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November 1, 2013 5:17 pm
US manufacturing grew more rapidly than expected last month, offering ammunition to economists betting that the Federal Reserve will move sooner, rather than later, to slow support for the recovery.
The Institute for Supply Management’s index of industrial activity edged up from 56.2 in September to 56.4 in October, reaching its highest level since April 2011. A figure above 50 indicates growth.
Forecasters were predicting a decline in the index because of the two-week partial government shutdown and close brush with a debt default that doused the US economy with policy uncertainty throughout the first half of October. A key measure of consumer confidence from the Conference Board took a big dip last month, and a separate manufacturing survey produced by Markit showed growth slowing, suggesting that the political conflict had an adverse effect on the economy. But there was no such evidence in Friday’s ISM index.
“The tone of this report was unambiguously strong, and the underlying message appears to be that the political turmoil in Washington has had no impact on real economic activity,” said Millan Mulraine, director of US research and strategy at TD Securities, an investment dealer.
The ISM survey reflected only the sentiments of US manufacturing executives, so economists will wait for harder data and many more signs to conclude that the recovery has largely shrugged off the political disruptions coming from Washington.
But better than expected data are likely to move Fed officials towards slowing, or tapering, the rate of their bond purchases earlier rather than later – and possibly even at their next meeting in December. This week, Fed officials kept asset purchases steady at $85bn a month but delivered a statement that offered a mildly positive assessment of the economic outlook. This was widely judged as leaving open the door to an earlier tapering move compared with predictions that the Fed could stay on hold until March.
“We believe the thresholds to taper are not as high as some think but we see a relatively low chance that the data will be strong enough to allow tapering in time for the holidays, said Ethan Harris, co-head of global economics research at Bank of America Merrill Lynch, in a note to clients sent just before the ISM data were released.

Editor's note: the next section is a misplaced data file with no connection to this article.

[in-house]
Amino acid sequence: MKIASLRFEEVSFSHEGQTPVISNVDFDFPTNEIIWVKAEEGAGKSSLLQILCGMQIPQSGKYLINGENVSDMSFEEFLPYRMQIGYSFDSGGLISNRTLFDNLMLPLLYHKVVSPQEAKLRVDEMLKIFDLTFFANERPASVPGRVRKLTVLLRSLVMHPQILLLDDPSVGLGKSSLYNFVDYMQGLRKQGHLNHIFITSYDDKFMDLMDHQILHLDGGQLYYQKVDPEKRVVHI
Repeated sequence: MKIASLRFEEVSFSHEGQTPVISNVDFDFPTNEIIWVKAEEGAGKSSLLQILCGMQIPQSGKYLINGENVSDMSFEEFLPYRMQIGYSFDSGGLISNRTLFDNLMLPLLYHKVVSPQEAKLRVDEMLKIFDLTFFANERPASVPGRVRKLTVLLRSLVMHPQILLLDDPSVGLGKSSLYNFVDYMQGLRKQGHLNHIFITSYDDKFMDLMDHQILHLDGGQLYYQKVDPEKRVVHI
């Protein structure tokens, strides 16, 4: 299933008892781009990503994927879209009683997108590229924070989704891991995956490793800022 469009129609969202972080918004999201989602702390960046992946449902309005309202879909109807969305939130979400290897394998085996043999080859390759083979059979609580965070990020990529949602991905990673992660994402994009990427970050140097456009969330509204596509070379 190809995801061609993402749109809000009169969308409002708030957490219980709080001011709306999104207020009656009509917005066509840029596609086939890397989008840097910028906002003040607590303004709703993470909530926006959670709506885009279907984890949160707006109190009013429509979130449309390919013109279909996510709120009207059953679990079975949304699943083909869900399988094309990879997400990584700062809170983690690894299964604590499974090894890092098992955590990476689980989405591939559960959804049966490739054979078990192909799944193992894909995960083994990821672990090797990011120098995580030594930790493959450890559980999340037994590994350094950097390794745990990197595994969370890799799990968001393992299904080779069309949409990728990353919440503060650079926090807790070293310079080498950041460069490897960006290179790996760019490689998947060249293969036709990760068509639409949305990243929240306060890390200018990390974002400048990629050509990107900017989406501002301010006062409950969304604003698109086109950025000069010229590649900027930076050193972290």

James Bullard, president of the Federal Reserve Bank of St Louis, said, in a speech on Friday, that any decision by the Federal Open Market Committee to taper asset purchase was “data dependent” – particularly when it came to progress in the labour market.
“To the extent that key labour market indicators continue to show cumulative improvement, the likelihood of tapering asset purchases will continue to rise,” Mr Bullard said. “The committee also wants reassurance that any progress made in labour markets will stick,” he added.
The components of the ISM index were somewhat mixed. New orders and new export orders grew faster, while production and employment grew at slower paces compared with the previous month. Prices also increased at a slower pace. But economists still cheered.
Chris Rupkey, chief financial economist at the Bank of Tokyo-Mitsubishi, said: “56.4 today is a strong sign that companies remain focused on business and are not overly concerned about what Washington is, or is not, doing.
“We remain confident about the outlook going forward. The output loss in the fourth quarter may be less than feared earlier.”
Anecdotal evidence from the participants in the ISM survey showed a divide on the impact of the shutdown. Textile producers said “new business is booming”, while makers of metal products said “the government shutting down and threatening to go into a default position is causing all kinds of concerns in our markets”.
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